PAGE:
62 comments posted · 0 followers · following 0
Or, the manager would ignore it too, and I'd get even more frustrated.
In any case, thanks for the comment!
"Nobody—not you or your prospect—gets any value from an email that says, 'Just checking in.' It's a waste of your time theirs."
So which is it? Do you need to follow up to get sales, or is follow up a waste of time?
Of course, you *can* be smarter with your follow-up by giving information or being non-generic. But ultimately, the best customers are often those that don't require follow up. The more elaborate we get with our second, third, and fourth messages, the more we teach people that they don't need to be professional and responsible and just return our initial message.
You can certainly use review sites to try and get a sense for a company, but these are kind of like using review sites to get a sense for a restaurant. They might include accurate information about some individual experiences but there is a lot of junk too.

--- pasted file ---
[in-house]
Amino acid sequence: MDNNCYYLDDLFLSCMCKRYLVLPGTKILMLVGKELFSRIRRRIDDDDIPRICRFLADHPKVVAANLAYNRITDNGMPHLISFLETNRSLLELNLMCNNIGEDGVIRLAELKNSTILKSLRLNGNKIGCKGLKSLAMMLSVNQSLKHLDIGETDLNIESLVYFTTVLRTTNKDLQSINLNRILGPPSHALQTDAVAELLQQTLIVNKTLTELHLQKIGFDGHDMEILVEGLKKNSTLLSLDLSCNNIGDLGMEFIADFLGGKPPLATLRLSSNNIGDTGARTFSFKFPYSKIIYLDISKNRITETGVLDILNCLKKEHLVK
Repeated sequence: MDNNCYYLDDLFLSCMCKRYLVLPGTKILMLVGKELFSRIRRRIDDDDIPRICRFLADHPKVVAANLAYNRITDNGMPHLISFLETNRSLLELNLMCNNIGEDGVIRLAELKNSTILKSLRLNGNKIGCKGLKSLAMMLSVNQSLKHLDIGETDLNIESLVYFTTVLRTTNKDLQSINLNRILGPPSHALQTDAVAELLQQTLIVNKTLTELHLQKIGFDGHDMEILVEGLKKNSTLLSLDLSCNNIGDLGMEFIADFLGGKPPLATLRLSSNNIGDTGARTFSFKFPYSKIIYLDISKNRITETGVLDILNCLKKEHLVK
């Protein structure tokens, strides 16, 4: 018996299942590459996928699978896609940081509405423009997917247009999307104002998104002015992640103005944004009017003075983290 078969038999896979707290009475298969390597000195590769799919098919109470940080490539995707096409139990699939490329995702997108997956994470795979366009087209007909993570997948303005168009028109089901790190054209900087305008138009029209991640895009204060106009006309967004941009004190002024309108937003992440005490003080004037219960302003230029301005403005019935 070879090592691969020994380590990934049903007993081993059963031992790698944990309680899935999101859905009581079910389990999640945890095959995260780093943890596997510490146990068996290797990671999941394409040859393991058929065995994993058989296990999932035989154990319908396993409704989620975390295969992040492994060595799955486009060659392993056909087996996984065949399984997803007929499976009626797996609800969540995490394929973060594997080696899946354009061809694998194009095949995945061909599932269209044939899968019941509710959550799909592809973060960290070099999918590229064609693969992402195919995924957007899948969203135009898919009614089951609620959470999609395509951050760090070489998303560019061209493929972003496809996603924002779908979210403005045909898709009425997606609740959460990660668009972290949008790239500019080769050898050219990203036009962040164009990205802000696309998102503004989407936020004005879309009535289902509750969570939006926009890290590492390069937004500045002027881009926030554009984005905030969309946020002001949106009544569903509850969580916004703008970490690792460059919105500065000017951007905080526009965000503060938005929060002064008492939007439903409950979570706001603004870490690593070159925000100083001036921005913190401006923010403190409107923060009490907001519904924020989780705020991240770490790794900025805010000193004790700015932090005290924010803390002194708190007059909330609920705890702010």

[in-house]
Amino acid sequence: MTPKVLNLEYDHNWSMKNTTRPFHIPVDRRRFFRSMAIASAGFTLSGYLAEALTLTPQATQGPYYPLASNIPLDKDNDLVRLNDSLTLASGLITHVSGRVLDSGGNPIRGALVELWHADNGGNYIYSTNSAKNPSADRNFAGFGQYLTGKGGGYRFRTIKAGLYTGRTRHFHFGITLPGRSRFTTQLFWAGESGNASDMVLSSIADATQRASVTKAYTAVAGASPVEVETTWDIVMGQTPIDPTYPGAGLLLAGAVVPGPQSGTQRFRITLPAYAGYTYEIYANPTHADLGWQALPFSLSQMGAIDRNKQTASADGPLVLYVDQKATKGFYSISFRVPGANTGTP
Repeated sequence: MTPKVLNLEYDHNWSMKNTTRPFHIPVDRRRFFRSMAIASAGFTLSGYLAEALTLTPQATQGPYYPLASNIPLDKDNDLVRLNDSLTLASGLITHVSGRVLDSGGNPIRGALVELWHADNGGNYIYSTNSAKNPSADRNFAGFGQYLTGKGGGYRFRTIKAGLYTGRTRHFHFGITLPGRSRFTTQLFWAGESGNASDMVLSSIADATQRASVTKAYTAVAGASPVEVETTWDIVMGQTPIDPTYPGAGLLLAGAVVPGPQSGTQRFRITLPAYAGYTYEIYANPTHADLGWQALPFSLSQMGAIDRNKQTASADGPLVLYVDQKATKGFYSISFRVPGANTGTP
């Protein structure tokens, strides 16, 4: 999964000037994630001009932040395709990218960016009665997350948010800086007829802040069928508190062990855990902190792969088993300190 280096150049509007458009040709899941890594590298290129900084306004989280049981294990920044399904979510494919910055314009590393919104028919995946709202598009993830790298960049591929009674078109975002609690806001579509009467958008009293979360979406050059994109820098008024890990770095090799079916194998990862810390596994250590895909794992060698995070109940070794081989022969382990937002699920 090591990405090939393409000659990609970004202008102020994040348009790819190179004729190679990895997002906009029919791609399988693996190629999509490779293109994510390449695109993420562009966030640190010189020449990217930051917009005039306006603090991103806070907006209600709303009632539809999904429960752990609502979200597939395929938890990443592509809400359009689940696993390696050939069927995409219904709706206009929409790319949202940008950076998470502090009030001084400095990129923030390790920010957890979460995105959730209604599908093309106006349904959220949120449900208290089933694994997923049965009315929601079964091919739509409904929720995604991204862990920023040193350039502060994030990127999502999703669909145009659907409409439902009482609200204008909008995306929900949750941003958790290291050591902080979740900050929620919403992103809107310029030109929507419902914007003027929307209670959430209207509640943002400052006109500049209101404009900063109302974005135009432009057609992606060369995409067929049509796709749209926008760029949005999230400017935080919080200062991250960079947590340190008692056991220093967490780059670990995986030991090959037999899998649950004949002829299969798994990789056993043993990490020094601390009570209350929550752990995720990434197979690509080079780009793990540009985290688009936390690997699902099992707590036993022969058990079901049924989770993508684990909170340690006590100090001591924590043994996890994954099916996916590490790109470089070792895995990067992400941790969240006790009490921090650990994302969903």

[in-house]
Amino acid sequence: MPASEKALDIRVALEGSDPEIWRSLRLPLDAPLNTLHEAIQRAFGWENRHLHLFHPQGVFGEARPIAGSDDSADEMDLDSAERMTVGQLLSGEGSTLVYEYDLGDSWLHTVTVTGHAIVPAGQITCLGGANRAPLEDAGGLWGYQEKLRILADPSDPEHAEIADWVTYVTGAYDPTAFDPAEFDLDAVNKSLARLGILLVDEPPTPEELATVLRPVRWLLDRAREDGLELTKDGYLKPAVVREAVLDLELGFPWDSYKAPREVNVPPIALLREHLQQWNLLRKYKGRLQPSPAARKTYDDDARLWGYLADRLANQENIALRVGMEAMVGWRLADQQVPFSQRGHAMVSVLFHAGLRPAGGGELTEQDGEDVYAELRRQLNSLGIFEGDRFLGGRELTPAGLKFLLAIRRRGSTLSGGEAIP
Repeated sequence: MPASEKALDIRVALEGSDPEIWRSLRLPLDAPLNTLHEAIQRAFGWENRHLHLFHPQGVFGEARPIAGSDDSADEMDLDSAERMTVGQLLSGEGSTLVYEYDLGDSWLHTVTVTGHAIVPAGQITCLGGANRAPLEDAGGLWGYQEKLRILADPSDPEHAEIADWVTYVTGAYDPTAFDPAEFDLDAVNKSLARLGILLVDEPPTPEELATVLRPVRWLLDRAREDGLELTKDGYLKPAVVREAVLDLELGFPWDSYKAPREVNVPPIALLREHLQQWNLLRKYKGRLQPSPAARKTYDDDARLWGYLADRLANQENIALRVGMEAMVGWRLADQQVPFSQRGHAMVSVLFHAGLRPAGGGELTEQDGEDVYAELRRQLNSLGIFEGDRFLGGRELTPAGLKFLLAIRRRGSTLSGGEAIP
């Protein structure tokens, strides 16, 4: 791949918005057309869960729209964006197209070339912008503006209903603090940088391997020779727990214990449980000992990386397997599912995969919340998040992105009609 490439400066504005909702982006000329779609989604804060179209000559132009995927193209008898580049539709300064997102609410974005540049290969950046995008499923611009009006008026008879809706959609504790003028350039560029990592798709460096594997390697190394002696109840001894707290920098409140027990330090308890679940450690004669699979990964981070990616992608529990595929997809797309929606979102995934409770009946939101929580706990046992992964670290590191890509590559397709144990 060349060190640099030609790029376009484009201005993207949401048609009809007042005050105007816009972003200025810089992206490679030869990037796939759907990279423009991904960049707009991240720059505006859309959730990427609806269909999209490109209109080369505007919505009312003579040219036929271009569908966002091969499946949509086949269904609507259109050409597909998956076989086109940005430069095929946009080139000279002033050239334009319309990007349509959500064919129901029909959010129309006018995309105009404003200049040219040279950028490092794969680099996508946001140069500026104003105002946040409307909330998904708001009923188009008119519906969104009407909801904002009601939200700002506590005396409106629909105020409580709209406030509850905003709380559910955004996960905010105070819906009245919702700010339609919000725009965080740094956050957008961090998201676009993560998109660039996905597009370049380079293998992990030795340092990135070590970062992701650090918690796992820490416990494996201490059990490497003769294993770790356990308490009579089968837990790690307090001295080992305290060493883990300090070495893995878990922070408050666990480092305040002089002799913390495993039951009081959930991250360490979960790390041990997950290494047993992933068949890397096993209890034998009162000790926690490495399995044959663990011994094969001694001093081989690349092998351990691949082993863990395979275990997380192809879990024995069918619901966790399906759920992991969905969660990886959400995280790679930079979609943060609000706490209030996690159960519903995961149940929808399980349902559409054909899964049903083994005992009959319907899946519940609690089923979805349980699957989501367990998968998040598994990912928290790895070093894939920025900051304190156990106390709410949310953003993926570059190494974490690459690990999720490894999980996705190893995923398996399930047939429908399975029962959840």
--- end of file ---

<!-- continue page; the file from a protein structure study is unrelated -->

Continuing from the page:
A visit or two isn't going to tell you what the culture is like at a company. But you can use LinkedIn to find people who used to work there, and then ask them. Chances are someone you know is connected to a former employee---and why wouldn't they give you the truth?
And finally, you are never "stuck" in a bad work environment! If you get a new job and you don't like it after a few weeks, you can look for work again.
Thanks again for the comment. Best of luck in your search!
I can understand the desire for better customer service. But you are not the customer. The company is *your* customer.
Think about how customers treat the places where they shop. They browse, they stay past closing time, they ask for refunds and special deals, they want to be treated well but they don't treat store employees well.
If you are seeking work, you are in sales! Don't expect the prospect to follow up with you. Instead, you have to follow up with them.
Thanks for your comment!